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How to Replace Rear Coil Springs: 2003 Toyota 4Runner


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Rear Coils on the 4th Gen Toyota 4Runner

There are a variety of reasons for needing to change out rear coils on any car, but there are typically two main reasons for changing them out on the 4Runner. One is to simply replace damaged or worn coils for factory stock coils. The other is to lift the vehicle to a higher ride height.

Changing out the rear coils is very easy to do and doesn’t require much time nor tools. On my 2003 Toyota 4Runner, I had previously had FJ Cruiser coils installed which had raised the rear of the vehicle by about an inch. However, I had the unfortunate luck of purchasing some defective coils from the dealership and so I had one side sitting lower than the other.

Since I was going to change out the FJ coils anyway, I figured I would upgrade the coils to a set of Toytec Superflex Rear Coils. These coils would raise the rear about 2 inches and bring the ride quality back to new.

Tools/Materials Needed

Rear Coil Springs: There are plenty of options out there and only you can decide what option works best for you. On this post, I replaced my existing OEM FJ Cruiser rear springs with Toytec Superflex rear coils.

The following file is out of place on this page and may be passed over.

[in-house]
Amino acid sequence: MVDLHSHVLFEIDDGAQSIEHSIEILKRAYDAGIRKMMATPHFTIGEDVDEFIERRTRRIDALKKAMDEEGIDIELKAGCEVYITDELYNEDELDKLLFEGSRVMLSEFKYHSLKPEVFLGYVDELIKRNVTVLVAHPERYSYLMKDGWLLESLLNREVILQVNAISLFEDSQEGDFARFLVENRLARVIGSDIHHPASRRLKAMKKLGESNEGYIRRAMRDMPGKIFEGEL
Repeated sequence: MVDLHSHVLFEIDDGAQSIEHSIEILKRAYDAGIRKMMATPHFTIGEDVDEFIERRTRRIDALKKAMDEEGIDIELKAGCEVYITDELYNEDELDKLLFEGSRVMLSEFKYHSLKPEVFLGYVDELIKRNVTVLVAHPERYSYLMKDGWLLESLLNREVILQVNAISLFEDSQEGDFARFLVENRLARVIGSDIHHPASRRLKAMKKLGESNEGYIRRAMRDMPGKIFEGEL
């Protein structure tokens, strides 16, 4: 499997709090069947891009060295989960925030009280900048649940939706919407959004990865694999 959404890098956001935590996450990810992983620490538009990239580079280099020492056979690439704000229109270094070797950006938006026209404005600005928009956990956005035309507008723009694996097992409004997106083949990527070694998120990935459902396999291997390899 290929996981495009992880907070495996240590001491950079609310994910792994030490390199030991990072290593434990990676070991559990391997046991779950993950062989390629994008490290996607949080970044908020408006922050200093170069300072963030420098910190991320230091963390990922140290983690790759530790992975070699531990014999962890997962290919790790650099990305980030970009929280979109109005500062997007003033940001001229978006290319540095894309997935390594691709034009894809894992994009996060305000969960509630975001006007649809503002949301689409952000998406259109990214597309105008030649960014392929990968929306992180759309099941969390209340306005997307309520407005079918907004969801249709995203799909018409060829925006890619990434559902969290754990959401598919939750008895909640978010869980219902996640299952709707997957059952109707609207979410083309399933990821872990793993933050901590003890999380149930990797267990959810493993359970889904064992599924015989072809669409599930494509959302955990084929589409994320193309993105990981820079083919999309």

Jack Stands: Instrumental in keeping your vehicle propped up and secure. Find on Amazon

Floor Jack: Needed to jack up the vehicle–get one that will support the weight of your vehicle. Find on Amazon

Wheel Chocks: Even if your vehicle is support on jack stands (in this case the rear of the vehicle), your vehicle can still roll on the front wheels. Therefore it is imperative to having wheel chocks on your front wheels which are still on the ground. Make sure to have one in front and in back of one of the wheels still on the ground since the vehicle can roll forwards or backwards. Find on Amazon

Removing the Rear Coils

First, jack up the rear of the vehicle and support it on jack stands. Remove the wheels. You may set them aside, or place them below each side of the vehicle as an extra safety precaution in the case the jack stands fail. Finally, make sure to chock the vehicle with wheel chocks so that the car will not roll and cause the car to come off of the jack stands.

 

Now, with the wheel well exposed, you will have access to the rear coil.